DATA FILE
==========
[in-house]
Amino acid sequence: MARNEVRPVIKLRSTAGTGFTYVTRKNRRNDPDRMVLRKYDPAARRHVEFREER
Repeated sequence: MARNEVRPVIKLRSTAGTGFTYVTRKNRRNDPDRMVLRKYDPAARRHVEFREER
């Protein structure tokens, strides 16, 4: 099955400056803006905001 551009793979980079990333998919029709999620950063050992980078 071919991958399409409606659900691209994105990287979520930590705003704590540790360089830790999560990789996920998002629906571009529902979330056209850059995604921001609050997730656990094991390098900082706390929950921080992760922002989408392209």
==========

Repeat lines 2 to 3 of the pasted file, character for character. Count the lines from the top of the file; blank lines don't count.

Amino acid sequence: MARNEVRPVIKLRSTAGTGFTYVTRKNRRNDPDRMVLRKYDPAARRHVEFREER
Repeated sequence: MARNEVRPVIKLRSTAGTGFTYVTRKNRRNDPDRMVLRKYDPAARRHVEFREER